Contrast Medium or No Contrast Medium for Prostate Cancer Diagnosis. That Is the Question
The benefits and drawbacks of the dynamic contrast-enhanced MRI sequence for prostate cancer diagnosis are increasingly being recognized, with many centers adopting the biparametric (bp) MRI approach as the default initial approach. The abandonment of the routine use of contrast medium requires an assessment of the loss of diagnostic power against the gains in operational logistics, costs, time, capacity, and side effects. It is the balance of these factors weighted against the clinical priorities of patients that determines which patient groups can safely avoid dynamic contrast enhancement. Although systematic reviews and individual studies are broadly supportive of the bpMRI approach, the pathway impacts for men with suspected cancer using the bpMRI approach are still not well documented for clinical practice. Robust prospectively acquired data for bpMRI regarding biopsy avoidance, detection of clinically significant and insignificant cancers, and for increasing the precision of tumor grade and volume are needed. There is a requirement for prospective, randomized, or blinded head-to-head, multicenter studies, addressing the noninferiority of biopsy yields prompted by bpMRI and multiparametric MRI approaches. These studies should more precisely define patient groups where the benefits and harms of contrast enhancement are aligned to their clinical priorities. Only then can we be confident in recommending bpMRI as an initial diagnostic approach for prostate cancer diagnosis. Level of Evidence 1. Technical Efficacy Stage 5.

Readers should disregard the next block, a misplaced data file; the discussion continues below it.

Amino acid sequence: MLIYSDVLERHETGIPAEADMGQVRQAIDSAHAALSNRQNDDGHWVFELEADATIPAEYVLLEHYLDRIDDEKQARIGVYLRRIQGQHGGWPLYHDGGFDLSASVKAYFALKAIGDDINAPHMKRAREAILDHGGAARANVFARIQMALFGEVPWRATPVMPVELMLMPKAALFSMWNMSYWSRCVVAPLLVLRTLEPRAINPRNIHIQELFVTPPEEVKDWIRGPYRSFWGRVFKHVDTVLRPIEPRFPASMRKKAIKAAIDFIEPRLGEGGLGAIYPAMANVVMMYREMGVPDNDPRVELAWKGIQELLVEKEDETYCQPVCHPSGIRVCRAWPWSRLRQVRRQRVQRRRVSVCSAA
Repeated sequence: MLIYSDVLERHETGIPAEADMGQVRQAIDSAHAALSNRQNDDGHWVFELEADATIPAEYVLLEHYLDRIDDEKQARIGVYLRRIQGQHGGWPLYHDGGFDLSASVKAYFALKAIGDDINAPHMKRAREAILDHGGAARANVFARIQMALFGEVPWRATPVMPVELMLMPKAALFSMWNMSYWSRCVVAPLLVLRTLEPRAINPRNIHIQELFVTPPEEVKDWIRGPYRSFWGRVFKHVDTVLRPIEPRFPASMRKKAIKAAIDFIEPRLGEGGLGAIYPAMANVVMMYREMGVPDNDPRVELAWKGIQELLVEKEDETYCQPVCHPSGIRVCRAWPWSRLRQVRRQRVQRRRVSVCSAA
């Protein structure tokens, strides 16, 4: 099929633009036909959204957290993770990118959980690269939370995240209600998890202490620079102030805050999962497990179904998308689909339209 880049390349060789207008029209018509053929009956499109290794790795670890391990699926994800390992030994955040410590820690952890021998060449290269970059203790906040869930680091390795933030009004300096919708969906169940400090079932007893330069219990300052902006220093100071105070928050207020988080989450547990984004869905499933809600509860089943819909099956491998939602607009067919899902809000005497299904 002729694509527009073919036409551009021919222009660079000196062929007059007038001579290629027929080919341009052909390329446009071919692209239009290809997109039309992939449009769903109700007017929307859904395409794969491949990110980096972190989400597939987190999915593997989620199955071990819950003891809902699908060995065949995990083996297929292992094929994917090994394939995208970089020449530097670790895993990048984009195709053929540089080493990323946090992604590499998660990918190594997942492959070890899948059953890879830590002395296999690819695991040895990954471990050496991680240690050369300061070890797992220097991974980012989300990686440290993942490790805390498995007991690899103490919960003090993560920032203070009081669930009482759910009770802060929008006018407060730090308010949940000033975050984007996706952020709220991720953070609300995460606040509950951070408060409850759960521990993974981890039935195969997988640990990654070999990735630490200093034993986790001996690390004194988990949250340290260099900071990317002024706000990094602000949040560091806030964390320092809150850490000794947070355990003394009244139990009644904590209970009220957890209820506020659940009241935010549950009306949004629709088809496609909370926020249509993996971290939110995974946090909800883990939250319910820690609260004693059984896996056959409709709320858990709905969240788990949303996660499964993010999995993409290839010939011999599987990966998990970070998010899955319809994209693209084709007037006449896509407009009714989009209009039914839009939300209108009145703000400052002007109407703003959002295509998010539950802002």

|Keywords||biparametric MRI, clinically significant prostate cancer, Likert scale, MRI-directed biopsy, multiparametric MRI, PI-RADS, prostate cancer|
|Persistent URL||dx.doi.org/10.1002/jmri.27180, hdl.handle.net/1765/126765|
|Journal||Journal of Magnetic Resonance Imaging|
|Organisation||Department of Radiology|
Padhani, A, Schoots, I.G, & Villeirs, G. (Geert). (2020). Contrast Medium or No Contrast Medium for Prostate Cancer Diagnosis. That Is the Question. Journal of Magnetic Resonance Imaging. doi:10.1002/jmri.27180